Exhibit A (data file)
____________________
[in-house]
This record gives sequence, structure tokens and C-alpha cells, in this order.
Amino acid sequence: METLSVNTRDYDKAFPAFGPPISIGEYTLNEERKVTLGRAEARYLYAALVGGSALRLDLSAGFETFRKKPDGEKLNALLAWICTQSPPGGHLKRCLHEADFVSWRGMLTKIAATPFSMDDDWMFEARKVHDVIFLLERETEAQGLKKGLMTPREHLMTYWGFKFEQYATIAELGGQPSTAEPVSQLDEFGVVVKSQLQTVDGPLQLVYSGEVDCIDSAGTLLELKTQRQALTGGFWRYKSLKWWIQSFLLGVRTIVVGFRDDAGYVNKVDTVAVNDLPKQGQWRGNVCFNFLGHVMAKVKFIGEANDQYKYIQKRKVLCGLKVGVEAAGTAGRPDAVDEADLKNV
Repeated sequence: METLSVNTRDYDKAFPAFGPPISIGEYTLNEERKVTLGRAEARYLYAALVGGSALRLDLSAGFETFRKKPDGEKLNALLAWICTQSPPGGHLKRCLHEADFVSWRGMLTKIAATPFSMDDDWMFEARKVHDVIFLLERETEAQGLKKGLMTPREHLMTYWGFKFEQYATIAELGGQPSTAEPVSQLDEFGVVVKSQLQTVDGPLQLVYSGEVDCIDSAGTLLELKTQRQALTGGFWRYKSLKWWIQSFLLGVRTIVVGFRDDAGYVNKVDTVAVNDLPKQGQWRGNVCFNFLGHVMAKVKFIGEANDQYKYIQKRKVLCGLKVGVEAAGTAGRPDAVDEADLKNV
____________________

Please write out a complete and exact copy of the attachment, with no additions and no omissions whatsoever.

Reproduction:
[in-house]
This record gives sequence, structure tokens and C-alpha cells, in this order.
Amino acid sequence: METLSVNTRDYDKAFPAFGPPISIGEYTLNEERKVTLGRAEARYLYAALVGGSALRLDLSAGFETFRKKPDGEKLNALLAWICTQSPPGGHLKRCLHEADFVSWRGMLTKIAATPFSMDDDWMFEARKVHDVIFLLERETEAQGLKKGLMTPREHLMTYWGFKFEQYATIAELGGQPSTAEPVSQLDEFGVVVKSQLQTVDGPLQLVYSGEVDCIDSAGTLLELKTQRQALTGGFWRYKSLKWWIQSFLLGVRTIVVGFRDDAGYVNKVDTVAVNDLPKQGQWRGNVCFNFLGHVMAKVKFIGEANDQYKYIQKRKVLCGLKVGVEAAGTAGRPDAVDEADLKNV
Repeated sequence: METLSVNTRDYDKAFPAFGPPISIGEYTLNEERKVTLGRAEARYLYAALVGGSALRLDLSAGFETFRKKPDGEKLNALLAWICTQSPPGGHLKRCLHEADFVSWRGMLTKIAATPFSMDDDWMFEARKVHDVIFLLERETEAQGLKKGLMTPREHLMTYWGFKFEQYATIAELGGQPSTAEPVSQLDEFGVVVKSQLQTVDGPLQLVYSGEVDCIDSAGTLLELKTQRQALTGGFWRYKSLKWWIQSFLLGVRTIVVGFRDDAGYVNKVDTVAVNDLPKQGQWRGNVCFNFLGHVMAKVKFIGEANDQYKYIQKRKVLCGLKVGVEAAGTAGRPDAVDEADLKNV